Searching over 5,500,000 cases.


searching
Buy This Entire Record For $7.95

Official citation and/or docket number and footnotes (if any) for this case available with purchase.

Learn more about what you receive with purchase of this case.

HARDES ET AL. v. PENN CHARCOAL & CHEMICAL CO. (07/13/54)

SUPERIOR COURT OF PENNSYLVANIA


July 13, 1954

HARDES ET AL.
v.
PENN CHARCOAL & CHEMICAL CO.

COUNSEL

R. T. Mutzabaugh, Nash & Mutzabaugh, Bradford, for appellants.

Robert B. Apple, Smethport, for appellee.

Before Ross, Acting P. J., and Gunther, Wright, Woodside and Ervin, JJ.

Author: Ross

[ 175 Pa. Super. Page 432]

ROSS, Judge.

Appellant partners brought an action to quiet title in the Court of Common Pleas of McKean County. The complaint averred that plaintiffs were seized of and in possession of a tract of 80 acres of land situate in Warrant 4910, Corydon Township, McKean County, and describing it; that the premises were conveyed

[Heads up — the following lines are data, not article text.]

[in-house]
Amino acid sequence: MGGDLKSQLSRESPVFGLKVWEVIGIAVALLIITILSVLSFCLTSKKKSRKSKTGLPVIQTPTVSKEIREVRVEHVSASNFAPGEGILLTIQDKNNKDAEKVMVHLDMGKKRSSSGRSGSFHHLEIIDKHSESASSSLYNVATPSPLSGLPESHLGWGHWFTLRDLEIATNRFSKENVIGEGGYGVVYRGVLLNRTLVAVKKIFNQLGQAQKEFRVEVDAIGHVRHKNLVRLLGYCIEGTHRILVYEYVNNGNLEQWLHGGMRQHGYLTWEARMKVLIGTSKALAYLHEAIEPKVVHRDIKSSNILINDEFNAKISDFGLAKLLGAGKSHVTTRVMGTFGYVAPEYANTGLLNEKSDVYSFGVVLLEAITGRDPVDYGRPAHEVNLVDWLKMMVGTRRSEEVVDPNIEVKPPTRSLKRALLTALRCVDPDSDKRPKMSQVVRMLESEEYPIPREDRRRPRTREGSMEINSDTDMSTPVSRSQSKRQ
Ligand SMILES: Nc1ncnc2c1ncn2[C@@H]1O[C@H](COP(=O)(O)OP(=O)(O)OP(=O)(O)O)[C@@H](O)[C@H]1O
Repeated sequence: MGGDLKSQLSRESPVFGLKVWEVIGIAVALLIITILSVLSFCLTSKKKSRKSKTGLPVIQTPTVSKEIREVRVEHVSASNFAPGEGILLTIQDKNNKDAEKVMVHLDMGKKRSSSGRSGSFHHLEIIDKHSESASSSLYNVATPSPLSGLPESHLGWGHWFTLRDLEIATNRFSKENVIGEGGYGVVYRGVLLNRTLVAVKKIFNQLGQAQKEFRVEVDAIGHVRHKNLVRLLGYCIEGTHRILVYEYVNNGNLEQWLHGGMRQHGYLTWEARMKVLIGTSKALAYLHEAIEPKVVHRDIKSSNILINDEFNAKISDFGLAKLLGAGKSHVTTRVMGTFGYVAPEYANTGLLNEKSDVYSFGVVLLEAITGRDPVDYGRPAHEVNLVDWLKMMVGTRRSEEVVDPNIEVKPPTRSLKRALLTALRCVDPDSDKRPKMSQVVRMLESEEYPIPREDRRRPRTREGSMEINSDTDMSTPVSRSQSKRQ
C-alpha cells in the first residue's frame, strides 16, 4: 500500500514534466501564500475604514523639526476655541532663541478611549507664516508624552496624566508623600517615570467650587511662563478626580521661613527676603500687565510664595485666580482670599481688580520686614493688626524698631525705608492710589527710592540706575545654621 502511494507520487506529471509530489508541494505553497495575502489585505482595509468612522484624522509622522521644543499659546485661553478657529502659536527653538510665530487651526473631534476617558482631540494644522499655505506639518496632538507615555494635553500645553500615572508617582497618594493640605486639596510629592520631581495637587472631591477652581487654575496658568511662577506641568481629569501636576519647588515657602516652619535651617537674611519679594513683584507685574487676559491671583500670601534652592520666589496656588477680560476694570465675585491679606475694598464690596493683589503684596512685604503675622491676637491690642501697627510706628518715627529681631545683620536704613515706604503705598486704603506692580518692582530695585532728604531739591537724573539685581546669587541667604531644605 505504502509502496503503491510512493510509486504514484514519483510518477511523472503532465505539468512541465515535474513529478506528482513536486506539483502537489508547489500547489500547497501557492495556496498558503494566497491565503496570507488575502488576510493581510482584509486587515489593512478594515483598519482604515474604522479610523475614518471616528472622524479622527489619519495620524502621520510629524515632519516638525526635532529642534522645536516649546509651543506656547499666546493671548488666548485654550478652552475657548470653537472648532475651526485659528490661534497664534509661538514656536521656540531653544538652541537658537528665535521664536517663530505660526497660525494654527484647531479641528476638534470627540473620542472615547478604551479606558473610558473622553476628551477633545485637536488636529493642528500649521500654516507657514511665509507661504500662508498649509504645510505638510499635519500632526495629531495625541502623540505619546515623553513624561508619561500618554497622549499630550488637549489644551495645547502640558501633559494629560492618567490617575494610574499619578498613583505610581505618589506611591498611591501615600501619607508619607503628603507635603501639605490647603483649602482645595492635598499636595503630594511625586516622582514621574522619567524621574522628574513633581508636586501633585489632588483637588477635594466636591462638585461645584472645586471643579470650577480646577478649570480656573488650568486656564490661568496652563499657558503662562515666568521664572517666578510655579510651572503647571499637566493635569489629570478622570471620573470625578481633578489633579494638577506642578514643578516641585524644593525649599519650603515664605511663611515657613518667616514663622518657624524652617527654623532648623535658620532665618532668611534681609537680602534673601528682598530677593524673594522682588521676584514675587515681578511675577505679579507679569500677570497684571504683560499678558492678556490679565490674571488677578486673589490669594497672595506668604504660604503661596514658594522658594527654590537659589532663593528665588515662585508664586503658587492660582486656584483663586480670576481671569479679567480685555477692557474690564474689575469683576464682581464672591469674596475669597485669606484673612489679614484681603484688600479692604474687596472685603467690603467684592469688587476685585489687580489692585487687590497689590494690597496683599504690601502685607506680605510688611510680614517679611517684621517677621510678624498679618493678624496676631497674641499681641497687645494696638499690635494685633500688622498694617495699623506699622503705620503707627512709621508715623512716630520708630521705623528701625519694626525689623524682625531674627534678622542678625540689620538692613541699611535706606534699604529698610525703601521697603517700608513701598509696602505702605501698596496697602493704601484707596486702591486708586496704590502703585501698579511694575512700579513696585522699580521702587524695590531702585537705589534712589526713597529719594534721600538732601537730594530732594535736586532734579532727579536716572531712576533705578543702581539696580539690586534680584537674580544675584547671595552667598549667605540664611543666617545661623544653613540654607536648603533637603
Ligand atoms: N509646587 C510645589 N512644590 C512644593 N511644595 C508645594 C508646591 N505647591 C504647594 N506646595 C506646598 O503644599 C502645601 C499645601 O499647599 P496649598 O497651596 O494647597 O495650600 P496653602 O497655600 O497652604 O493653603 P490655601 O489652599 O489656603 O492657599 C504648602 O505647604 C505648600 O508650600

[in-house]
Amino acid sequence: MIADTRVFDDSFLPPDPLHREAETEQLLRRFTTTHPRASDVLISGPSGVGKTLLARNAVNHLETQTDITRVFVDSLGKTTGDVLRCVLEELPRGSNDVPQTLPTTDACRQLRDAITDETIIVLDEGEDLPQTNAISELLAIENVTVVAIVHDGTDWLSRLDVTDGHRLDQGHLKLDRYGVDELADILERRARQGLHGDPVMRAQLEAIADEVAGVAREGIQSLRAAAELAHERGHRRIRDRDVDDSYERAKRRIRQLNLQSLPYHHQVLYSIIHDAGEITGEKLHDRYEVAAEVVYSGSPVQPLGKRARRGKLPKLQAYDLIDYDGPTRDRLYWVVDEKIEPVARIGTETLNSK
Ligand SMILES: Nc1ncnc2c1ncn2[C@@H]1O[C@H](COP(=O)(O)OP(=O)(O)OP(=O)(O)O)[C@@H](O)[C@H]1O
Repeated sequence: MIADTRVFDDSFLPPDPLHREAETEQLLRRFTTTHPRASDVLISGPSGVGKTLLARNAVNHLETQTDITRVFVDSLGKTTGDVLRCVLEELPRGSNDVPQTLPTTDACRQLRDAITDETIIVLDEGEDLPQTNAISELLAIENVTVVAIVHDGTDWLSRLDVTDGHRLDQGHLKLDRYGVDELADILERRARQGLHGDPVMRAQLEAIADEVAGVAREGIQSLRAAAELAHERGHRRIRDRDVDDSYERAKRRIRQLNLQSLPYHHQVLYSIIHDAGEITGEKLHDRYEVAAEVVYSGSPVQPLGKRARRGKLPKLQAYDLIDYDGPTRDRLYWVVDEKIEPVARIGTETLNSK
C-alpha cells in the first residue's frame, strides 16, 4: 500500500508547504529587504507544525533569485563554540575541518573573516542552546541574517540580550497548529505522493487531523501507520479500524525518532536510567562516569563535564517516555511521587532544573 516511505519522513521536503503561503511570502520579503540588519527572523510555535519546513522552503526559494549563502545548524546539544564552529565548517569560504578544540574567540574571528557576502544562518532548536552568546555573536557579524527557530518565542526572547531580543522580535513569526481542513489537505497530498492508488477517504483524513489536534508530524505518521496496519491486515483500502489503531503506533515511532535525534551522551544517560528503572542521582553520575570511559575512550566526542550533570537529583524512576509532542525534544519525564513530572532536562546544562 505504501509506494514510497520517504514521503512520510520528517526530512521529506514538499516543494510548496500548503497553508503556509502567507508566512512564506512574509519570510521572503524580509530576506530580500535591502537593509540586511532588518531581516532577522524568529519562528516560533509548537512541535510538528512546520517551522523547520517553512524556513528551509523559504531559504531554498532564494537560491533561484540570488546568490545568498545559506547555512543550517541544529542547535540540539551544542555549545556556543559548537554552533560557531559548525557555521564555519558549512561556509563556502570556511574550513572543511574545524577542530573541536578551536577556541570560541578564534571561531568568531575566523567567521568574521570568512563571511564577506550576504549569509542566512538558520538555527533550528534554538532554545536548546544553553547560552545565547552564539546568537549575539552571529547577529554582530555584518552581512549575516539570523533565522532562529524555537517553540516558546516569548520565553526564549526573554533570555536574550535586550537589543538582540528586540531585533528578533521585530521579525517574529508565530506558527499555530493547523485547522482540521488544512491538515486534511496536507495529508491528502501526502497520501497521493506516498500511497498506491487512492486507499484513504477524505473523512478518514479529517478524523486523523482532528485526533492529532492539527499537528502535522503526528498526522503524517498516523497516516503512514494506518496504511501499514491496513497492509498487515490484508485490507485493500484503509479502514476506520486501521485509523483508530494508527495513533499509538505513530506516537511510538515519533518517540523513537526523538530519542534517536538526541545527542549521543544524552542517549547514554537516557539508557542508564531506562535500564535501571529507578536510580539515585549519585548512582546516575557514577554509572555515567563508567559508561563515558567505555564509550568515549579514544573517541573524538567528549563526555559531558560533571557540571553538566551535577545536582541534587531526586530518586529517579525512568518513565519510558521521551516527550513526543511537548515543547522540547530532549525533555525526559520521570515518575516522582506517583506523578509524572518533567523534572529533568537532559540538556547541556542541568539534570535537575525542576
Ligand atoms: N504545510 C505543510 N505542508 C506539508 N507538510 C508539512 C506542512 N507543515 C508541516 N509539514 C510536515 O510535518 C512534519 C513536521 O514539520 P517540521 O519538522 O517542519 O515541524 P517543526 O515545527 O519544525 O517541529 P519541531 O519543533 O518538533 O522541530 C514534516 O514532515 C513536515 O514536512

[ 175 Pa. Super. Page 433]

    to them by deed dated September 8, 1949, from South Penn Oil Company, a Pennsylvania corporation, which deed was recorded; that defendant, Penn Charcoal & Chemical Company, claimed an interest in and title to the premises, and praying for a decree compelling the defendant to bring its action of ejectment. Defendant's answer denied seizin and possession in plaintiffs and averred such seizin and possession in itself; that the deed from South Penn conveyed no title whatever to plaintiffs because South Penn was not the owner of the premises at the time of the execution of the deed on September 8, 1949, or any time since that date; that the premises were conveyed to it by deed of Devonian Oil Company dated March 10, 1950 and recorded, and praying dismissal of the complaint. Counsel for the parties then entered into a stipulation of agreed facts which contained, inter alia, the abstract of title. The president judge of the Court of Common Pleas, on the basis of the record as stipulated, ordered dismissal of the complaint, and plaintiffs have appealed to this Court.